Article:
Monthly Archives: August 2011

A Flying Pie?

A Flying Pie?
An Art of the Question Blog

How Do I Think?

Beware when the great God lets loose a thinker on the planet.

                    –  Ralph Waldo Emerson

Discovery consists of seeing what everybody has seen and thinking what nobody has thought.

                      —    Albert Szent-Gyorgyi

It was a pretty good pie.

Students across the northeast were familiar with the pies sold by the Frisbe Baking Company. Affordable, tasty, and readily available, they were a staple in colleges throughout New England. And to top it off, when the pie was gone, the pie plate was a lot of fun to toss around with friends.

One day, a fellow named Walter was tossing one of the pie plates with his wife. An onlooker saw how much fun they were having and offered them 25¢ for the plate.

Walter, seeing an opportunity, sold the plate. He later told someone, “That got the wheels turning, because you could buy a cake pan for 5 cents, and if people on the beach were willing to pay a quarter for it, well, there was a business.” 

A business indeed! Millions of sales later, the Frisbee is a cultural icon.

Walter was a thinker.

The tale of the Frisbee is actually a thinker’s story from beginning to end.  Initially, someone saw the Frisbe Pie plate as something other than a plate. They saw it as a toy, a flying pie, a flying saucer. 

Walter saw it as an opportunity. He was looking at the same thing everyone else was looking at, but he saw something different. He saw a business.

John Maxwell, in his great book Thinking For A Change talks about the concept of Creative Thinking and how it challenges the status quo.  And that is the secret.Successful people think differently than others. They consider options. They consider ideas others might think are crazy. They don’t limit their thinking.

There are several ways to help stimulate creative thinking.

Always be ready to jot down a note. Keep a pad of paper close by, in the car, on your desk or wherever you are. Or use your IPhone or Blackberry or a voice recorder or write on your shirt cuff. But be sure you can capture thoughts and ideas as they occur to you. If you think it – write it! Don’t limit yourself.

Brainstorm as many options as possible. Keep a pad of sticky notes close by. Jot down ideas and thoughts and options with no limitations. Stick them on the wall to organize and prioritize them.

Cultivate curiosity. Ask questions. Read something new. Learn a new word every day. Vary your patterns. Take a new route to work. Find a way to do things differently. Find a way to see things from a new perspective.

Share your thoughts with others. None of us are as smart as all of us. The exchange of thoughts and ideas with others can create a connection that leads to creativity that we might miss by flying solo.

Start a Doodle Kit. A doodle kit is a great tool for encouraging creative thinking. My kit has some pens with cool ink colors, some sticky notes, a notebook, highlighters, a Kindle and whatever book I am currently reading. When I read, I often jot notes in the back of the book or magazine. These become the inspiration for new ideas.

What are three ways I can begin to move out of old thinking?

Would you like to have a free copy of 10 Keys to Unlock the Creative Thinker Inside You?     Just send an email to to request your free copy!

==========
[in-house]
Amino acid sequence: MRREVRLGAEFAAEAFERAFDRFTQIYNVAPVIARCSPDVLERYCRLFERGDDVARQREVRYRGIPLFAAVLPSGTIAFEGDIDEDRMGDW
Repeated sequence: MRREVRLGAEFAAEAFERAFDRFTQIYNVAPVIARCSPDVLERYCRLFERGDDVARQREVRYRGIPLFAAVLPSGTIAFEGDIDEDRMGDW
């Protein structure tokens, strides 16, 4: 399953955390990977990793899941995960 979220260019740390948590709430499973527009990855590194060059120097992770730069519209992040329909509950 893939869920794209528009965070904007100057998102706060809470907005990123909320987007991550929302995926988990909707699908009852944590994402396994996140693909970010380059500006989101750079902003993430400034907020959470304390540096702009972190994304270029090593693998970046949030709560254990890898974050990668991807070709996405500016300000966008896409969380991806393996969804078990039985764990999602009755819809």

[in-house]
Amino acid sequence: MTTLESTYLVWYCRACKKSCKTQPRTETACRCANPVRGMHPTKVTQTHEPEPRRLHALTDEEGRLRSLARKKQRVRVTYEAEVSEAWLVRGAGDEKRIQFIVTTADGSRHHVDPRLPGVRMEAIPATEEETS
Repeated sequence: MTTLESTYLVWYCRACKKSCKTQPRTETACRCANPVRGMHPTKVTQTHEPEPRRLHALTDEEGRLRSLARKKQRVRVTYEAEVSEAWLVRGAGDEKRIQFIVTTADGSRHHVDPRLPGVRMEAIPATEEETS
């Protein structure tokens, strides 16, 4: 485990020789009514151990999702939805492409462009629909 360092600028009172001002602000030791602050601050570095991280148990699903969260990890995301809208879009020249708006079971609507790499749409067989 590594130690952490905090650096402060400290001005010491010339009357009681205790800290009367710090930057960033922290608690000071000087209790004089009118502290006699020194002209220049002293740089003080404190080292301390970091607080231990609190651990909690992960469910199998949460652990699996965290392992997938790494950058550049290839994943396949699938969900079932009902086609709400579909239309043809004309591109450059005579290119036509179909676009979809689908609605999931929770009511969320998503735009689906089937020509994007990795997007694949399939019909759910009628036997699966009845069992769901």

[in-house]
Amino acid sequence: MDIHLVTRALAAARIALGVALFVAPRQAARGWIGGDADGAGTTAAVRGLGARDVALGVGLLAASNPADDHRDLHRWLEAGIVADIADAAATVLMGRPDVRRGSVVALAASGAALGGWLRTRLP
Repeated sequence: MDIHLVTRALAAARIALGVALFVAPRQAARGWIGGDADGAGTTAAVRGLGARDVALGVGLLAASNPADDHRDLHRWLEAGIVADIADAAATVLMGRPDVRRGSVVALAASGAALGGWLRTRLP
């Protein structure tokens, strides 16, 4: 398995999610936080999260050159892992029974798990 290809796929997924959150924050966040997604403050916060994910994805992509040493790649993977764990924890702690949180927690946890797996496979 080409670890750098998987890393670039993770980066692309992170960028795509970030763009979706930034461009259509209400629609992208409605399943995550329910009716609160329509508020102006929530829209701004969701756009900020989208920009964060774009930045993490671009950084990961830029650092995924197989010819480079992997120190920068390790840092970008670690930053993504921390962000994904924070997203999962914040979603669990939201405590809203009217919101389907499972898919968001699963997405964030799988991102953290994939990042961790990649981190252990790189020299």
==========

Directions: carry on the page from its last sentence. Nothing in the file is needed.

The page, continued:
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Keep The Change

Keep the Change
An Art of the Question Blog

How Do I Deal With Change?

“Changes aren’t permanent – but change is.”

                                                                  –  Neil Peart

“Change is hard because people overestimate the value of what they have—and underestimate the value of what they may gain by giving that up.”

— James Belasco and Ralph Stayer

Rick was on his way home from a New Year’s Eve party at his family’s home.  It was the middle of winter, and the weather was not good.  Speeding too fast through a turn, he lost control of his Corvette.  It sailed over a stone wall and came to rest upside down in a field.  He was thrown from the car, and during the crash, his left arm was severed.

He was a drummer.

Think about that for a minute. It’s like the worst kind of joke – a one-armed drummer.  And drumming wasn’t just a hobby or an enjoyable pastime. Rick earned a living by playing drums.

Rick went into a downward spin, thinking about all he had lost. His livelihood, his lifestyle, band, even his passion. Until one day, when one of his friends from the band stopped by to see him.

Joe sat with Rick and they began to discuss possibilities. Change. Options.

With Joe’s help, Rick began to see that there might be a way for him to play drums again, to pick up the pieces and move forward. With help from friends, Rick designed a new drum kit that he could play, using his left foot to play the rhythms that he had played with his left hand before the accident.

And the rest, as they say, is history. Two years after the accident, Rick made his first public concert appearance, to thunderous applause.  And not long after that, his band released a new album. It sold 20 million copies.  With a one-armed drummer! Nothing to joke about there!

Rick reached a point of change. The old way of things was no longer an option. The new way would be filled with challenges and setbacks. Rick decided to move forward, to change, to grow.  It took guts to make that decision. It took even more courage to follow through on it.

Change. As most of us know, change is uncomfortable. We may not resist change itself, but often, we resist being changed.  But only in change is growth possible.

What are two things you would like to change about your situation?

What is one thing you can do right now to begin the change?


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